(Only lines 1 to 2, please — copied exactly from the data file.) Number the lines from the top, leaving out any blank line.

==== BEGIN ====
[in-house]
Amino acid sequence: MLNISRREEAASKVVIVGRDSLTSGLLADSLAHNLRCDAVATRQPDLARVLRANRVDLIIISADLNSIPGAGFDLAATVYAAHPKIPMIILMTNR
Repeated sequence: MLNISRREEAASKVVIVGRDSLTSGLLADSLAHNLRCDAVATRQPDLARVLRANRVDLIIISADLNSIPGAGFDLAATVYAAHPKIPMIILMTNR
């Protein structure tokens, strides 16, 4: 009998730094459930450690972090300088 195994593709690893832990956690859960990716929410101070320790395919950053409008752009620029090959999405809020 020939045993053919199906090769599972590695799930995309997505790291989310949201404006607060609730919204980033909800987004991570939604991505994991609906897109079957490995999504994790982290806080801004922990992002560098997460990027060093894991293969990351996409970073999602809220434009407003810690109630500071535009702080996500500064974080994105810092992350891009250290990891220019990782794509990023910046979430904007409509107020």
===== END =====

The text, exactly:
[in-house]
Amino acid sequence: MLNISRREEAASKVVIVGRDSLTSGLLADSLAHNLRCDAVATRQPDLARVLRANRVDLIIISADLNSIPGAGFDLAATVYAAHPKIPMIILMTNR